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Using foreign phones in Japan

Most modern smartphones will work in Japan, but check if yours supports 3G UMTS 2100 MHz or 3G CDMA2000 800 MHz. Most quad band 3G phones do, including popular models like the Samsung Galaxy line, Google Nexus phones and Apple iPhone 4/5. Older "dumbphones" or 2G only phones probably won't work.

You can simply use your home SIM and roam, paying your network's foreign roaming rate, or you can rent a SIM card. Renting gives you a Japanese phone number and some let you access data services as well, which can be extremely useful for maps and translation.

Renting a SIM

There are many companies offering SIM card rental in Japan. Most offer two types of SIM: voice only or data only. A voice only SIM can only make phone calls and send/receive text messages, while a data only SIM can only access internet services like the web and email, and often come with a wifi router so you can use a phone or laptop. A few providers offer a combined voice and data SIM. Most will allow you to collect the SIM at the airport, and then either return it there or via a pre-paid envelope in the post. There are post offices at airports.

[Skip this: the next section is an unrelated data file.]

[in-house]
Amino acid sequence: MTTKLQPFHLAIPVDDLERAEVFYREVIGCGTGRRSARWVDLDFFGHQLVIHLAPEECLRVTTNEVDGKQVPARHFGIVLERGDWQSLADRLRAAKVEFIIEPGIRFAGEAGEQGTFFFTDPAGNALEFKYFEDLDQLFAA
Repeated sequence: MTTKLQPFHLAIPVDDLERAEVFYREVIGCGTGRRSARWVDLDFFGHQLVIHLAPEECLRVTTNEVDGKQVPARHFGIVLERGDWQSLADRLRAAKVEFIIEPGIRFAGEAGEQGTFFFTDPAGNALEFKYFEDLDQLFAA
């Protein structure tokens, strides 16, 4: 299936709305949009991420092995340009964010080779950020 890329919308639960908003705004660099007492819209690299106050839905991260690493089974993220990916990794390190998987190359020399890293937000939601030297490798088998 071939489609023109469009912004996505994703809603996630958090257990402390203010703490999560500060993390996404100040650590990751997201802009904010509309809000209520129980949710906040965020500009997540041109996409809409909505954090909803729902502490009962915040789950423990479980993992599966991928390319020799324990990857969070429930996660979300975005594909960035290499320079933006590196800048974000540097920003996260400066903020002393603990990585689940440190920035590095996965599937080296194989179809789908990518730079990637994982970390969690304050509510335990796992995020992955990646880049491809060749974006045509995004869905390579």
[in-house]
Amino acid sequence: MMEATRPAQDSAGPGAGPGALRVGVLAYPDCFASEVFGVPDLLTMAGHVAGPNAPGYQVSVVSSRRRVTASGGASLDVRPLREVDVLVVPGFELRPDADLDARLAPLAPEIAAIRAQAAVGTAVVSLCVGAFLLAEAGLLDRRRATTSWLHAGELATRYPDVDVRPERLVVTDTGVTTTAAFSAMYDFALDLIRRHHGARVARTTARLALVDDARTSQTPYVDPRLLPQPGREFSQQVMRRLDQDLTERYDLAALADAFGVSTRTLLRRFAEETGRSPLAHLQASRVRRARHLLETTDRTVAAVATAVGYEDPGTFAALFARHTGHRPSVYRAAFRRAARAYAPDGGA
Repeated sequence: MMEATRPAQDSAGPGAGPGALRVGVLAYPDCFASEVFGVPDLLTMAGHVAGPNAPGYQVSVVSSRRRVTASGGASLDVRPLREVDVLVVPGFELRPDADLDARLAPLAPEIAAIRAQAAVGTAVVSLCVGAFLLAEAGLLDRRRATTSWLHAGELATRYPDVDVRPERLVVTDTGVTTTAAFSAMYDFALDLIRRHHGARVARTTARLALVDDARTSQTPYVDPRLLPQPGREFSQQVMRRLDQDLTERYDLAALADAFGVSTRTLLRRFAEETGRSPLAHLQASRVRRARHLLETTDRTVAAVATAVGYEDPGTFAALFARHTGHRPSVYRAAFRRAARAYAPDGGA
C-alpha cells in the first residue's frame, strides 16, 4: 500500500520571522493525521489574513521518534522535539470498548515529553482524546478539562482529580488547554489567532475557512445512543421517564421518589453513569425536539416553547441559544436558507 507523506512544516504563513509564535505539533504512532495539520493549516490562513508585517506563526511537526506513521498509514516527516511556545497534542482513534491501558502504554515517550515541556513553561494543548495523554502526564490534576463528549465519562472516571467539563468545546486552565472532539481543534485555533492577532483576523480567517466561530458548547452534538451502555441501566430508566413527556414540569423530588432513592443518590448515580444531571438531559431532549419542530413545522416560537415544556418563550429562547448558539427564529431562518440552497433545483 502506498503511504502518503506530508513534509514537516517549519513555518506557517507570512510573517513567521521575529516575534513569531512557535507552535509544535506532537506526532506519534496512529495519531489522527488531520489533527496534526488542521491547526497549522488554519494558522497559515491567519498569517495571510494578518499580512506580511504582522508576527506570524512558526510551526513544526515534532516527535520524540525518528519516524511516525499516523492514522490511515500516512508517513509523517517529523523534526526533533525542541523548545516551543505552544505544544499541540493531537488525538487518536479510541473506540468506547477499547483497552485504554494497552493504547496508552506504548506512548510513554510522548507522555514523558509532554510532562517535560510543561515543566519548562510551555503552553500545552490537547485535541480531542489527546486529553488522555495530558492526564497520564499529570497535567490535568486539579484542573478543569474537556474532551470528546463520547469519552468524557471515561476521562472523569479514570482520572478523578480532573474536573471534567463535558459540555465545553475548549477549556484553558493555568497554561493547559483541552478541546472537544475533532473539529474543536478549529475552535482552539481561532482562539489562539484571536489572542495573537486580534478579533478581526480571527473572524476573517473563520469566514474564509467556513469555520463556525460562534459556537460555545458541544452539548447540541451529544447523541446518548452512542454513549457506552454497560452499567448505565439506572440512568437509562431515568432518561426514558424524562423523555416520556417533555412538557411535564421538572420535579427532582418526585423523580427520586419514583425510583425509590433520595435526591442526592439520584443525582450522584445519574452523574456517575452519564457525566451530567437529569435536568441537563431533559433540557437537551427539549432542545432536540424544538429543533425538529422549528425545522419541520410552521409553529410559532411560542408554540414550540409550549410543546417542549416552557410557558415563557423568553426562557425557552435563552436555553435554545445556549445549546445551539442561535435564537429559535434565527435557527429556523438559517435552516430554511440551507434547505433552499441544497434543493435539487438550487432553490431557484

For a voice only SIM SoftBank is a reasonable option. For a combined voice and data SIM try Advanced Communications. Their Android SIMs cost a little more than the iPhone ones, but the price will be reduced if you tell them that you don't need tethering. This wiki has no affiliation with either of these providers and does not endorse them, the links are only provided for convenience.

Buying a phone in Japan

It is almost impossible for foreigners to buy phones in Japan, except at a few small shops in Akihabara. Normally buying a phone requires you to have a permanent address in Japan. In any case, many phones sold here are either not compatible with foreign networks and SIM cards or only support Japanese language, or both. Japan is sometimes called "Galapagos" because phones have evolved independently of other countries. For example, flip phones are still popular and many models are never sold outside Japan.


The Japanese love buying accessories for their phones. As well as a vast selection of cases, you can buy charms to hang off your phone, cleaning equipment, external battery packs, screen protectors and more. Many of these items are unique to Japan and make good souvenirs, be they cute character charms or polarized screen covers that stop people standing next to you seeing what is on your screen. Large electronics retailers such as Yodobashi Camera, Labi, Sofmap and BIC Camera usually have an extensive selection.